Prevalence of Cervical Cord Compression and Its Association With Physical Performance in a Population-Based Cohort in Japan: The Wakayama Spine Study


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Abstract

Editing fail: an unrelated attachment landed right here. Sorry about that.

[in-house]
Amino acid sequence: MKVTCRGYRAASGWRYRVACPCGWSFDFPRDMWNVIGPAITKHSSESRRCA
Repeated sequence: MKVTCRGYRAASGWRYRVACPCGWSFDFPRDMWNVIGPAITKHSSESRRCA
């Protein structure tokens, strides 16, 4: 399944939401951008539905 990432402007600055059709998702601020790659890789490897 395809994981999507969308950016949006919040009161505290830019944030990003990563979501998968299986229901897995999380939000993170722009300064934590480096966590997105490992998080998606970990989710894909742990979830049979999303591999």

Study Design.A population-based magnetic resonance imaging (MRI) study of the cervical spine.Objective.This study was undertaken in order to investigate the prevalence of cervical cord compression (CCC) and to examine the association between CCC and physical performance measures in a population-based cohort established in Japan.Summary of Background Data.Population-based cohort studies of the prevalence of CCC, although essential for clarification of the prevalence of slowly progressive disease and specification of the time of incidence of CCC, are not available.Methods.This cross-sectional study was performed as a part of the Research on Osteoarthritis/osteoporosis Against Disability study, a large-scale population-based cohort study in Japan. From 1011 inhabitants who underwent MRI examinations, images of the cervical spine of 977 subjects (324 men and 653 women, mean age of 66.4 yr) were evaluated. CCC was assessed by sagittal T2-weighted MRI and was defined as spinal cord compression. The prevalence of CCC and its association with myelopathic signs (hyper-reflexia of the patellar tendon and Hoffmann and Babinski reflexes) were examined. In addition, physical performance measures (grip and release test, grip strength, 6-m walking time, step length, chair-stand time, and one-leg standing time) were tested.Results.The prevalence of CCC was 24.4% and was significantly higher in men (29.3% in men and 21.9% in women, P = 0.011). The prevalence of CCC was higher with increasing age in both sexes. CCC was not significantly associated with any myelopathic signs but was significantly associated with grip and release test, 6-m walking time, step length, and chair-stand time.Conclusion.In this MRI study, the prevalence of CCC was examined. The present results indicate that CCC correlates with physical performance measures from an early stage of the disease before myelopathic signs appear.

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